The Construction (Design and Management) Regulations 2015, also known as the CDM Regulations, set out to manage all health and safety aspects of construction projects. The essential point to note is that each party to the construction project has a clearly defined role under these Regulations. For the purposes of this brief outline the main roles are as follows:
+ Principal Designer
+ Principal Contractor
The aim of this article is to provide some brief guidance on how CDM 2015 applies to Clients and how we, as Architects, play a key role in managing health and safety in construction projects.
A Client's Role and Responsibilities
A 'domestic client' is defined as one who is embarking on a home improvement project, including extensions, alterations or even a new build, but generally not as part of any business. In the case of a domestic Client, their role is normally passed on to the 'Principal Contractor', who is usually a main contractor who manages (sub) contractors. However, in the absence of a Principal Contractor, i.e. where a Client has taken responsibility for employing separate trades, e.g. plumber, joiner, roofer, electrician etc, it is best that the Client also engages one of these contractors to be in overall control of the construction phase and assume the role of Principal Contractor.
The greatest risk may present itself if a domestic Client, who may be inexperienced or new to carrying out construction works, embarks on a self-build project bringing in and managing trades as necessary throughout the process - like you see on Grand Designs sometimes! It is crucial then that the domestic Client recognises their legal duties and the implications of the CDM 2015 Regulations. A client who does not appoint a Principal Designer and Principal Contractor will be legally responsible for their duties!
A 'Commercial Client' is defined as any individual or organisation carrying out a construction project as part of a business. This also includes building a single dwelling house for the purpose of selling on for profit, or carrying out alterations to a commercial property. In this case, the Client must ensure that they carry out their role in full throughout the duration of the project. This may also include ensuring that the Health & Safety Executive (HSE) is notified (for projects of over a certain size or duration), or appointing the Principal Designer & Principal Contractor at the right time and making sure they have the appropriate skills, knowledge and experience to carry out their duties.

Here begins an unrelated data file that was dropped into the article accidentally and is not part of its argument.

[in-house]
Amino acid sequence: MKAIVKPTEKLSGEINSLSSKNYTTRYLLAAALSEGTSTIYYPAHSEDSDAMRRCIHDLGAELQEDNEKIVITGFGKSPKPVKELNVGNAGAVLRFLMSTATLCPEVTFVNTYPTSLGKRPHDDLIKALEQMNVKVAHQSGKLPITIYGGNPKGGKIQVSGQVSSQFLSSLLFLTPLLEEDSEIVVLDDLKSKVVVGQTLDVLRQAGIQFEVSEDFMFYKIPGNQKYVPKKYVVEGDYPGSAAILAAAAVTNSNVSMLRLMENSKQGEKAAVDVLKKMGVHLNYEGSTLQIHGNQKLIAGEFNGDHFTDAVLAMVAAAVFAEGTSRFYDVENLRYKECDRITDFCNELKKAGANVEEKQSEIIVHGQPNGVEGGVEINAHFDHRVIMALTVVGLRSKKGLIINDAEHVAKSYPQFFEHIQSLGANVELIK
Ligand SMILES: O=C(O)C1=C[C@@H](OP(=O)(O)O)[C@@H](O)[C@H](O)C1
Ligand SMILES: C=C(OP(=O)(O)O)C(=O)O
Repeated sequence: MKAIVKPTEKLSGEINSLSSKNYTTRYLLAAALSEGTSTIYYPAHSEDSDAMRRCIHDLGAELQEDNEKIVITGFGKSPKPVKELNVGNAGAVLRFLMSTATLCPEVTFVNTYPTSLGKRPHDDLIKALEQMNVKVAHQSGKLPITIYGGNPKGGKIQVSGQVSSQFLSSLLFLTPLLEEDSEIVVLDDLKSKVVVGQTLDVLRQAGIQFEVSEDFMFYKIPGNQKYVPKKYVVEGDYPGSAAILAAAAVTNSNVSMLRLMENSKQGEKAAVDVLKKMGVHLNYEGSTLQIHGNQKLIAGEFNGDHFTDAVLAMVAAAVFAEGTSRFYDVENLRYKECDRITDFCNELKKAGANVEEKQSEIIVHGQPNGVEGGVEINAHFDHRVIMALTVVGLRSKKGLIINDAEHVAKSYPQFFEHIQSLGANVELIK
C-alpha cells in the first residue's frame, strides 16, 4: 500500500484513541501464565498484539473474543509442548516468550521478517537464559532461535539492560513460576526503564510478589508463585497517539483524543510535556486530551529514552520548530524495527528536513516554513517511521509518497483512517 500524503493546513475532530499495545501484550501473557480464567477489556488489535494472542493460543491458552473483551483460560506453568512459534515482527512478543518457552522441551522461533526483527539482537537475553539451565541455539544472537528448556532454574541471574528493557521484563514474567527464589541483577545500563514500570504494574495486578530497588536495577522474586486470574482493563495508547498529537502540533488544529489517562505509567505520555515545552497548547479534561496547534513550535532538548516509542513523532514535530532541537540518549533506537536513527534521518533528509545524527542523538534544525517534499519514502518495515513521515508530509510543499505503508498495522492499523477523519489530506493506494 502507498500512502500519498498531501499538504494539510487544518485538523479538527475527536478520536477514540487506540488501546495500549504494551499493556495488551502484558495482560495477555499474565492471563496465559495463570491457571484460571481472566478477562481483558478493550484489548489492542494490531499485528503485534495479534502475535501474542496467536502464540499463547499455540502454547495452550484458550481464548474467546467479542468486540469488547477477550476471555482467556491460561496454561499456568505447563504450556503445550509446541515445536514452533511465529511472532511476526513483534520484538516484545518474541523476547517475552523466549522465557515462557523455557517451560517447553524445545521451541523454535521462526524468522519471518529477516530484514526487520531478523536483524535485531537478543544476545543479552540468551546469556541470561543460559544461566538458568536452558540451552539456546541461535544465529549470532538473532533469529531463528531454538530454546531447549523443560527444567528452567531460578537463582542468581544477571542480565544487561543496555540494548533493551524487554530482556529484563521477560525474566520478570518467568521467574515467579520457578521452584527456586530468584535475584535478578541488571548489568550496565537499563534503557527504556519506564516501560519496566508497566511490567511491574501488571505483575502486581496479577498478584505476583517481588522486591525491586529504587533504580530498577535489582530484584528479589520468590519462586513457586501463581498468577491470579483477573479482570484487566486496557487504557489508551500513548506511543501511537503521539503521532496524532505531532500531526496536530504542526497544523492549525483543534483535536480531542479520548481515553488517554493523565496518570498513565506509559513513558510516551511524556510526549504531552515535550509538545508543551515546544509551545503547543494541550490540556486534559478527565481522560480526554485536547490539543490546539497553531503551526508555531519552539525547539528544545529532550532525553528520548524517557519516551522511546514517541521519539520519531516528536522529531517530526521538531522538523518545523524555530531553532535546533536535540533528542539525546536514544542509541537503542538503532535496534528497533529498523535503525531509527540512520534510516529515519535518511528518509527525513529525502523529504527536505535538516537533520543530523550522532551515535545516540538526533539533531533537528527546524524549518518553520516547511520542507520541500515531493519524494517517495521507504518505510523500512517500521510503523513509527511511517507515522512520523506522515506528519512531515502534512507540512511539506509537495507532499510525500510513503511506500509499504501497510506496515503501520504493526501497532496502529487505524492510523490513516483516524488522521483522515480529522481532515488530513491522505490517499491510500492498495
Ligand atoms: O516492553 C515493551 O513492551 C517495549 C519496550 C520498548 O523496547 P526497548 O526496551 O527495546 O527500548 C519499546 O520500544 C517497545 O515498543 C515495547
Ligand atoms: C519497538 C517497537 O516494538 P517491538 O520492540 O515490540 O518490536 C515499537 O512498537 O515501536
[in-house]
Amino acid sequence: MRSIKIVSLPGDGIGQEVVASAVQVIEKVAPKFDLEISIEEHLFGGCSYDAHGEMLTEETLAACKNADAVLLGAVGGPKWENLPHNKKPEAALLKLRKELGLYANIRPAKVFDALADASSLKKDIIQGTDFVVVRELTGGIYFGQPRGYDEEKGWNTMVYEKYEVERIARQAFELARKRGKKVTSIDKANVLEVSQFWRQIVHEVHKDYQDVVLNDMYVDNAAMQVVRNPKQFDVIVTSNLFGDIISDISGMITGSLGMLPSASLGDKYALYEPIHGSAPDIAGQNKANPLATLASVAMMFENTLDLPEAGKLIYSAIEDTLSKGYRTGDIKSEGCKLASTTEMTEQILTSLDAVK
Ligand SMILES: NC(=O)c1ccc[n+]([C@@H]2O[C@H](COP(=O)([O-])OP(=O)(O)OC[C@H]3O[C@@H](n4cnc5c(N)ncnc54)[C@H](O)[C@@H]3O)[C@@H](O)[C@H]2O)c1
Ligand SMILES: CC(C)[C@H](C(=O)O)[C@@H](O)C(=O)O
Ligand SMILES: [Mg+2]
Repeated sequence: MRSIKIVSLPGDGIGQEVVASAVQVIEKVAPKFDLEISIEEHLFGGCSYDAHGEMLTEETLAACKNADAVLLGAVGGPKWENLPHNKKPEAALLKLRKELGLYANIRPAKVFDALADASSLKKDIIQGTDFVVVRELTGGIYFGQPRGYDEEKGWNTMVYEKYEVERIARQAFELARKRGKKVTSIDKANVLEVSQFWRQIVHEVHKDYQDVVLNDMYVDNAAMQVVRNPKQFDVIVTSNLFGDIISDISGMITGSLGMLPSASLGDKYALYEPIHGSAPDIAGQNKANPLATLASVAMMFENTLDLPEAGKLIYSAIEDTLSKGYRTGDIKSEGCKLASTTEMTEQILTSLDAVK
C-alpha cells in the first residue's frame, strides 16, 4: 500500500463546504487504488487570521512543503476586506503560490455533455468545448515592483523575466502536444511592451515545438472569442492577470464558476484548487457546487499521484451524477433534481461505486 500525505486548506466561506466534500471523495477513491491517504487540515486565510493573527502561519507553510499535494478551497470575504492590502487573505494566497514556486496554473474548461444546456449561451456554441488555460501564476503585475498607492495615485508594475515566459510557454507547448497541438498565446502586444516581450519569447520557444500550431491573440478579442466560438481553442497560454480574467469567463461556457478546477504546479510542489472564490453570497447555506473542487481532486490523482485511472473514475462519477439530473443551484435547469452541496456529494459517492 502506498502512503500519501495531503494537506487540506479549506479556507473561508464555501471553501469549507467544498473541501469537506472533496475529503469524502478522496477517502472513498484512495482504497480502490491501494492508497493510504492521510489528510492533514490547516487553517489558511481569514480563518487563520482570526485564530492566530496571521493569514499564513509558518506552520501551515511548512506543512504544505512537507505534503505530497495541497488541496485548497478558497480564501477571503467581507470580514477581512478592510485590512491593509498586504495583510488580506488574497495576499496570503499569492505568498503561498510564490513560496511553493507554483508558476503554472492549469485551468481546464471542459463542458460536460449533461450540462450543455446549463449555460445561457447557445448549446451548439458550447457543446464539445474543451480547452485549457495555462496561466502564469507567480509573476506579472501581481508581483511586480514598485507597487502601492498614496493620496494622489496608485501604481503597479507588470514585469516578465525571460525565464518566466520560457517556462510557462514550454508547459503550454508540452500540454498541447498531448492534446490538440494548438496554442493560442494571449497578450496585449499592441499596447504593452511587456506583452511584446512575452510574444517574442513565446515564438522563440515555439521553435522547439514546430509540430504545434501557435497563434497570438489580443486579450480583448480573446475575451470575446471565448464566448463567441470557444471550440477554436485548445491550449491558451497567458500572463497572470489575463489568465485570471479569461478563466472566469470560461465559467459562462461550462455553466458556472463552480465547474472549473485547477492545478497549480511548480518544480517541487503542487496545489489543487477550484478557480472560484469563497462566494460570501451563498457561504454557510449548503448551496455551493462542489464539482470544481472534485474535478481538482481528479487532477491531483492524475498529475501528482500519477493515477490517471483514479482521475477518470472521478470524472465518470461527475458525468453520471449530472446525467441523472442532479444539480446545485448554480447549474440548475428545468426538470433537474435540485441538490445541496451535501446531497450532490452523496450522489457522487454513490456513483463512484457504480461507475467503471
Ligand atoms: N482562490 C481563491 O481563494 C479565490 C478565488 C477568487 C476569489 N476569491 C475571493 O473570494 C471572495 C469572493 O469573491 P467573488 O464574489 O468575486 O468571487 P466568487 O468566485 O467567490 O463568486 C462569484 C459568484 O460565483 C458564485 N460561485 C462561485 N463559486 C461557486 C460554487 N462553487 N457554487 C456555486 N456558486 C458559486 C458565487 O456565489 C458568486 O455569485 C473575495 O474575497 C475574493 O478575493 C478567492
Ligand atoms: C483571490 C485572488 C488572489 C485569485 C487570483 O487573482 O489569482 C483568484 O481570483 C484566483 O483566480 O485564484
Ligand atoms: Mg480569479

The definition of a 'Principal Designer' is an organisation or individual appointed by the Client to take control of the pre-construction phase of any project involving more than one contractor. Under this regulation, and as early as at the inception of the project, the Client must appoint a Principal Designer if the project has more than one contractor*. In most cases, the Architect would be the most suitable person to be appointed as Principal Designer and a separate fee is usually applied to carry out this role.
The Principal Designer’s role is to design out risks and hazards and provide the pre-construction information to allow the contractors to tender for the works. The pre-construction information provides information on residual risks to the tendering contractors and also helps the (eventual) Principal Contractor to formulate their Construction Phase Plan. The Principal Designer also advises Clients on managing health and safety – for example, whether an asbestos survey is required, etc. DMA has extensive knowledge and experience in undertaking the role of Principal Designer in projects of varying complexity. Health and safety is embedded into our design processes and we also guide our clients through all stages from inception to completion.
Ultimately as Clients, it’s important to bear in mind that the CDM Regulations apply to all construction projects and you must ensure you are engaging a competent person(s) to undertake each of the required roles. If in doubt, speak to us or visit : http://www.hse.gov.uk/pubns/priced/l153.pdf for further guidance.
*Small jobs involving one contractor only such as painters or tilers carrying out minor home improvement works will not require the appointment of Principal Designer and Principal Contractor.